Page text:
Bioprinting: The Fundamentals

3D printing has advanced greatly recently and is permeating the health sector. The recent development of bioprinters that artificially construct living tissue by outputting layer-upon-layer of living cells is a marvel. Currently, all bioprinters are experimental. However, in the future, bioprinters could change medical practice.

What Is Bioprinting?

The basics of Bioprinting

Bioprinting is a type of 3D printing that uses cells and other biological materials as “inks” to fabricate 3D biological structures. Bioprinted materials can fix damaged organs, cells, and tissues in the body. Pretty soon, bioprinting may be used to build whole organs from scratch, a possibility that could transform the field of bioprinting and medicine in general.

The history of bioprinting

From its inception in the 80s to its use today in changing lives, 3D printing has come a long way.  Charles Hull invented the first 3D printer 1984 that allowed tangible 3d objects to be made from digital data. The process has improved vastly in areas such as speed, material usage, and precision since its inception.  In the early 1990s, MIT developed a procedure it trademarked with the name 3D Printing, formally abbreviated as 3DP. As of February 2011, MIT has approved licenses to 6 companies to use and promote the 3DP process in its products. While it previously took weeks to develop a 3D design, it now only takes a couple of hours. In 2000, Dr. Thomas Boland utilized a customized regular inkjet printer to print cells into a petri dish. In 2002, a miniature human kidney was developed at Wake Forest Institute for Regenerative Medicine.

In 2008, Objet Geometries Ltd. revealed its creation of a machine capable of printing one item utilizing a variety of products. This capability is important for bioprinting. Also in 2008, the first printed prosthetic leg was created and used. Australian automation specialist Invetech built the first 3D printer capable of making human organs and tissues, particularly for its partner Organovo.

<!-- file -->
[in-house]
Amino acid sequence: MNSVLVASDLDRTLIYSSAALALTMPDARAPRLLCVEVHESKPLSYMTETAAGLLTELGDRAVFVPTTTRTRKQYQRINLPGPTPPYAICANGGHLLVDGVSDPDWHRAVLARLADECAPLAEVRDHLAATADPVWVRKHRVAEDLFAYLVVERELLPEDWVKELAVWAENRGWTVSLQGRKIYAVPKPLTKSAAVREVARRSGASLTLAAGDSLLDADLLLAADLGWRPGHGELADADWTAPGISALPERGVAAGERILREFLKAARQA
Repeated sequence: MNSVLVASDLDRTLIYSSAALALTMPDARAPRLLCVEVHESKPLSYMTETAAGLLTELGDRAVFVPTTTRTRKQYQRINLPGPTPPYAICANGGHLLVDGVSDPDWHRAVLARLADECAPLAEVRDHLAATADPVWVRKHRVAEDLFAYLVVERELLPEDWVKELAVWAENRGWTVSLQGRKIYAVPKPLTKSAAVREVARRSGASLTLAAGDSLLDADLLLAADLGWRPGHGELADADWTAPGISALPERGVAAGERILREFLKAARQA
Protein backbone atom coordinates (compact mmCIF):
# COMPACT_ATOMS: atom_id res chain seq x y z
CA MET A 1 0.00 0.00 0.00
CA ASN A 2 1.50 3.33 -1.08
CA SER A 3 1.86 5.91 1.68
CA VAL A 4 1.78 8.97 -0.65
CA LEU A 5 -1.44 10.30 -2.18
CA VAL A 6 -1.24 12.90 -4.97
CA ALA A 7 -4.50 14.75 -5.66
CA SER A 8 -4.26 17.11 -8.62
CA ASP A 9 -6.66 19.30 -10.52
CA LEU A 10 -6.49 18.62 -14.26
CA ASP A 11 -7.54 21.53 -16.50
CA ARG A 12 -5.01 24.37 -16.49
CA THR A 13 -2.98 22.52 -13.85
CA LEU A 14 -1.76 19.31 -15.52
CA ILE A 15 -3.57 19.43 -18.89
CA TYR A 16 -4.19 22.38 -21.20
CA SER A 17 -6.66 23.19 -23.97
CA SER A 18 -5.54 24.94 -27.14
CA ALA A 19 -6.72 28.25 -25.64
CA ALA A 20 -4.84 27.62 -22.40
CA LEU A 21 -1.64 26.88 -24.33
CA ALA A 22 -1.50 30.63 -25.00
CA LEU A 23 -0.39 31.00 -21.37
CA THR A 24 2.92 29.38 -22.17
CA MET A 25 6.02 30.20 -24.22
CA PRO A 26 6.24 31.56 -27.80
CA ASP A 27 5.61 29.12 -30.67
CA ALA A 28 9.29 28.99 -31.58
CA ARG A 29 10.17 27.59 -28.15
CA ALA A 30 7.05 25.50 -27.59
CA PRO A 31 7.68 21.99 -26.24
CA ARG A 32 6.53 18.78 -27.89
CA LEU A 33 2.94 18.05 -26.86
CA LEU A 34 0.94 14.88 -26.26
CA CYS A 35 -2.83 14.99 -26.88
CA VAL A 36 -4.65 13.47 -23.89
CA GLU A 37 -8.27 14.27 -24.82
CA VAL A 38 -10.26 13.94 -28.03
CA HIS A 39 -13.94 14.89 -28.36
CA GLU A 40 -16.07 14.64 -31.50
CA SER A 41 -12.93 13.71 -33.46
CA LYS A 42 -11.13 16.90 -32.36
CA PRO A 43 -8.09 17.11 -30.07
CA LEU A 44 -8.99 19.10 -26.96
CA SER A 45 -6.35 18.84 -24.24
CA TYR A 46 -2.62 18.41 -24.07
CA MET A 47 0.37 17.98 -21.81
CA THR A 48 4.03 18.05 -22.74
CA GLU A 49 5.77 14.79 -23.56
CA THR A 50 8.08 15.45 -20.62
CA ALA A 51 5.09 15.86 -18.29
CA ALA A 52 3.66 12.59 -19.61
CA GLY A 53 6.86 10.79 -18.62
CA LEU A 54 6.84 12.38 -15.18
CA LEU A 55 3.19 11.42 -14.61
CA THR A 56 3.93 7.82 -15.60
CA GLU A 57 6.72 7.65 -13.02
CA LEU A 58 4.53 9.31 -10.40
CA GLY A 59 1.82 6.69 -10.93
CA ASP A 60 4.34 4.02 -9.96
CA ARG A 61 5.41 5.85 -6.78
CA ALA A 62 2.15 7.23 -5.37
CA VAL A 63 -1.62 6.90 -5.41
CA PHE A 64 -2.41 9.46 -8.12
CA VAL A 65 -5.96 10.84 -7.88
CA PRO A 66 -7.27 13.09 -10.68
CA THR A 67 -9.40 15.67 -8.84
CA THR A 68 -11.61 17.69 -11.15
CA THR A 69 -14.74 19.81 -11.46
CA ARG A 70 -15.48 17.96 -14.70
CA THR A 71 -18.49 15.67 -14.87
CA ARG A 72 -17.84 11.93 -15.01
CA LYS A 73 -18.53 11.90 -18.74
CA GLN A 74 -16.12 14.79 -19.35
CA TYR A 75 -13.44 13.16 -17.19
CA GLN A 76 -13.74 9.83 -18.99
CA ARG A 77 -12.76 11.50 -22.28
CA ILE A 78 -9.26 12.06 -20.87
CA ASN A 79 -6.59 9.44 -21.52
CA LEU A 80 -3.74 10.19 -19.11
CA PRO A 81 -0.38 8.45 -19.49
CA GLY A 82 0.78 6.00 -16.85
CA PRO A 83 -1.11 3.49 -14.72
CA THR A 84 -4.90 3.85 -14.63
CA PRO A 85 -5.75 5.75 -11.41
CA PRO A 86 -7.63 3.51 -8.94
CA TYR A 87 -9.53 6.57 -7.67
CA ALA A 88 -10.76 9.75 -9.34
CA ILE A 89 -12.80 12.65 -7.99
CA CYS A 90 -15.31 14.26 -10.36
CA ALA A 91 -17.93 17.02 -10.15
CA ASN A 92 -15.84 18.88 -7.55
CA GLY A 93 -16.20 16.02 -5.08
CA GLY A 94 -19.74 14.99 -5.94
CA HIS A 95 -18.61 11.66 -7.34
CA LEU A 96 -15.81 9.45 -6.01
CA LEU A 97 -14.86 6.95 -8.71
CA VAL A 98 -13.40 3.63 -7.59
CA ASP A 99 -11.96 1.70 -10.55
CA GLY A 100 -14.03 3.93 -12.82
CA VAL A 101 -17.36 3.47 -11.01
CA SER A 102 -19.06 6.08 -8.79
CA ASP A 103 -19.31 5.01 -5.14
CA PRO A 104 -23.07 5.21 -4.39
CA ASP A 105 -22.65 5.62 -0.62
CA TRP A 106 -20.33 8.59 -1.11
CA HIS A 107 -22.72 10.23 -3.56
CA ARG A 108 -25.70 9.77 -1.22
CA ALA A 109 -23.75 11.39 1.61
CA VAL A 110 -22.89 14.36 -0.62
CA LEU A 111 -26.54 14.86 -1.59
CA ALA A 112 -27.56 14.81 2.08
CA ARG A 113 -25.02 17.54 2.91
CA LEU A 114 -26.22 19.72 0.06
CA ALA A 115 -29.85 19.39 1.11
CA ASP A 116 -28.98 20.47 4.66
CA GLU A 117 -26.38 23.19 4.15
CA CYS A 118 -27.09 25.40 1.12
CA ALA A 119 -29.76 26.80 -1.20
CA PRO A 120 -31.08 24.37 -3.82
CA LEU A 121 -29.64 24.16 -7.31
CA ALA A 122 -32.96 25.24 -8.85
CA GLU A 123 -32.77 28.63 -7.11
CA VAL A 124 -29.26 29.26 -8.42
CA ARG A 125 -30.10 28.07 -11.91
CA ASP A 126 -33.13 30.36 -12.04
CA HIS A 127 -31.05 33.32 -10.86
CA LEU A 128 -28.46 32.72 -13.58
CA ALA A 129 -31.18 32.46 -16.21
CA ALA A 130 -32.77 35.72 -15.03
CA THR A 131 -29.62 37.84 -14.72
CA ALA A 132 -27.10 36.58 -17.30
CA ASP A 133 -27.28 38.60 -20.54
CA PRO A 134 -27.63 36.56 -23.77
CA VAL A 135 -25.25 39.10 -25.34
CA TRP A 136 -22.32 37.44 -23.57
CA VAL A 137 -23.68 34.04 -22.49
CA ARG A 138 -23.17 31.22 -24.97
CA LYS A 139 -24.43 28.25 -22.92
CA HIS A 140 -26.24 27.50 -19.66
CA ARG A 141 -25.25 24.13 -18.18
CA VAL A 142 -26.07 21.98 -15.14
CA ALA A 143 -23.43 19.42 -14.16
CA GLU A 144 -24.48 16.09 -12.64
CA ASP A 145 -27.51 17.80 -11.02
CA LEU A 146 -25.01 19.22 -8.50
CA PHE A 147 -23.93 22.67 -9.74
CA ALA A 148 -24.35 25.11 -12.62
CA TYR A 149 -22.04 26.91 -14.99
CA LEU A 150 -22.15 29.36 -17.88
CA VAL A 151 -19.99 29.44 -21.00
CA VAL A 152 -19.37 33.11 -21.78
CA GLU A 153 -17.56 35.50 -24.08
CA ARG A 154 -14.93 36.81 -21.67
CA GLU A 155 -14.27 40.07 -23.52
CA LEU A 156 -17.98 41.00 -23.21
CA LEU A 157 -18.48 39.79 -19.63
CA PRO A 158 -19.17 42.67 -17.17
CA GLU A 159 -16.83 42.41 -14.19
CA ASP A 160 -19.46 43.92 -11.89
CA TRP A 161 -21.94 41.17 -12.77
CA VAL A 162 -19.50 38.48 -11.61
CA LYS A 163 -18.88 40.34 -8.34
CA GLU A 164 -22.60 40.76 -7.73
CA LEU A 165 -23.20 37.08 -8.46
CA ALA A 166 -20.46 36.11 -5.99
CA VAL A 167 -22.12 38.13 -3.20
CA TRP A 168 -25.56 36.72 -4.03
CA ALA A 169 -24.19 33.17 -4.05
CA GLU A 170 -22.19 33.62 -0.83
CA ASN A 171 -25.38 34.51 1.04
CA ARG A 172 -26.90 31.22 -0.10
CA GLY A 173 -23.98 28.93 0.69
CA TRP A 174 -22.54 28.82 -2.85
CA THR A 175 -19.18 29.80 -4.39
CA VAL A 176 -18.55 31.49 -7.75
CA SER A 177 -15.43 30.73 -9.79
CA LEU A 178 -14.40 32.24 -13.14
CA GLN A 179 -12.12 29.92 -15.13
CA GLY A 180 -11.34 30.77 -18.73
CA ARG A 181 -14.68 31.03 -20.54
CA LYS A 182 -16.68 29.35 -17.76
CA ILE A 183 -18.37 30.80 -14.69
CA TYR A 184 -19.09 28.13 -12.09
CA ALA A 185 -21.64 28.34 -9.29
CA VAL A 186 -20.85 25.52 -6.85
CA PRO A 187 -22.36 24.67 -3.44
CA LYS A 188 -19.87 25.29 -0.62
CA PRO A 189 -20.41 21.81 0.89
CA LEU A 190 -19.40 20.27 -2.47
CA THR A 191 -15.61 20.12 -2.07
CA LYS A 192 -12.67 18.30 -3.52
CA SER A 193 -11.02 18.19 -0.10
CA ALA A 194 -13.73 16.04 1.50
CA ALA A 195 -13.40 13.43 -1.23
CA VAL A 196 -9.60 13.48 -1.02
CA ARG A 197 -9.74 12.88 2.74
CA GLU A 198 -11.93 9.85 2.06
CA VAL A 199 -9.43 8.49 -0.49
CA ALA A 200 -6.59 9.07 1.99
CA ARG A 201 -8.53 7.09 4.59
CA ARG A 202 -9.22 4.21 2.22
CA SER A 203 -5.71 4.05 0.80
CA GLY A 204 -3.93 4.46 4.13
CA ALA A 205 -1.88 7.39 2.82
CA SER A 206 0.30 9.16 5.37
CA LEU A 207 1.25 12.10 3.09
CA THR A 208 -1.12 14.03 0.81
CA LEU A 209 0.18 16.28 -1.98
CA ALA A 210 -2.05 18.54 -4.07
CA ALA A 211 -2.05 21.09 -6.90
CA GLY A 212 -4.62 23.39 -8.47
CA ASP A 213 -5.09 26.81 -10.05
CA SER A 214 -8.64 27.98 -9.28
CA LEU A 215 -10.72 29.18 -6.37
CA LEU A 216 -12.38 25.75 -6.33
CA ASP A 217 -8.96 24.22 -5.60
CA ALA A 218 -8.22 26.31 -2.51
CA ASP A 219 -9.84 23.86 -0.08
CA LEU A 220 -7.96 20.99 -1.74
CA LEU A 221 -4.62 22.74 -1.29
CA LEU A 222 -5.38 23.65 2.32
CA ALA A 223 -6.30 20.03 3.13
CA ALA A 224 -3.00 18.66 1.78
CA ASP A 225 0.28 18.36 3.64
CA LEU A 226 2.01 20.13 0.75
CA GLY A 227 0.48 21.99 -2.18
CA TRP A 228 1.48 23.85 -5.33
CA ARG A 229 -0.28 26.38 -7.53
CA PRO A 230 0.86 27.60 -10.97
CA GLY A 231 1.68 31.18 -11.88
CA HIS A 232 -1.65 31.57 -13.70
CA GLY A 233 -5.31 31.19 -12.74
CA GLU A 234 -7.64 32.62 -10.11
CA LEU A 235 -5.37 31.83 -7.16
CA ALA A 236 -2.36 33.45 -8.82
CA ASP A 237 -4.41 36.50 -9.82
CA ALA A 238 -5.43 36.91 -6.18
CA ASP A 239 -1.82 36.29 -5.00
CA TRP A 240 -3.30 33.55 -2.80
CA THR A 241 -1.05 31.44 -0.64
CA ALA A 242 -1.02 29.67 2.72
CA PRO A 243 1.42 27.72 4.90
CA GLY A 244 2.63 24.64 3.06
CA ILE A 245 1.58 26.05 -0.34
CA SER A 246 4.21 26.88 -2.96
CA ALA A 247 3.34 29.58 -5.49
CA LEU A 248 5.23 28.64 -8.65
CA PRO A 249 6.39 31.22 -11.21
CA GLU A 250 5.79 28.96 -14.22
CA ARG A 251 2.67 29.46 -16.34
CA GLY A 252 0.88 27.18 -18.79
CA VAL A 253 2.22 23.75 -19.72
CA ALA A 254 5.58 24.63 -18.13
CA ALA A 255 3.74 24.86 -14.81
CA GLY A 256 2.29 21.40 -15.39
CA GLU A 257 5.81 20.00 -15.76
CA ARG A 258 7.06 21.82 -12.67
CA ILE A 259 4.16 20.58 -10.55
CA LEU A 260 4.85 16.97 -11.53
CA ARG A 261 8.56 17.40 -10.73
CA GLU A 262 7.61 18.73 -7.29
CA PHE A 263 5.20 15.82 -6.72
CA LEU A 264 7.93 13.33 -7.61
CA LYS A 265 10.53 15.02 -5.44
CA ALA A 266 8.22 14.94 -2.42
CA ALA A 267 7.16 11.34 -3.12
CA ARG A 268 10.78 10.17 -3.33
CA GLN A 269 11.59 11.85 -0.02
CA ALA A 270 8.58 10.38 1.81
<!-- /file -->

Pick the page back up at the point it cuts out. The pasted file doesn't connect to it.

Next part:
In 2009, Organovo Inc. printed a capillary. In 2013, scientists at Heriot-Watt University 3D printed an arrangement of human embryonic stem cells.

Materials that can be used in bioprinting

Researchers have examined the bioprinting of many different cell types, which include stem cells, muscle cells, and endothelial cells. Several elements determine whether or not a material can be bioprinted. Initially, the biological materials had to be biocompatible with the materials in the ink and the printer itself. Also, the mechanical properties of the printed structure, in addition to the time it takes for the organ or tissue to develop, also affect the procedure.

Bioinks generally fall into one of 2 types:

Water-based gels, or hydrogels, function as 3D structures in which cells can flourish. Hydrogels containing cells are printed into specified shapes, and the polymers in the hydrogels are connected or “crosslinked” so that the printed gel becomes more powerful. These polymers can be organic or synthetic, but ought to work with the cells. All of the cells should spontaneously fuse into tissues after printing.

How Bioprinting Works?

The procedure of bioprinting

The bioprinting process is quite similar to the 3D printing process.


An anatomically correct model is created digitally similar to how the target tissue or organs look like. Exact spatial details about the 3D location of cells is digitally generated and used to direct the printheads throughout usage. Cells taken from a patient’s biopsy, consisting of stem cells, are put in a development medium, where they increase to form a bio-ink of spheroidal cell aggregates.


The bio-ink is used to fill customized print cartridges, which are made up of syringes fitted with long extrusion nozzles. A hydrogel, or water-based compound, is first transferred separately within the bag to function as a short-lived mold and support.

The printheads, driven by computer system software application, deposit patterned cell aggregates accurately in the layers within the hydrogel, constructing them up in between interspersed layers of the gel component. When the model is completed, and deposition has ceased, the hydrogel is discarded. The bio-ink spheroids fuse without external interference to form the desired three-dimensional structure.

Post Processing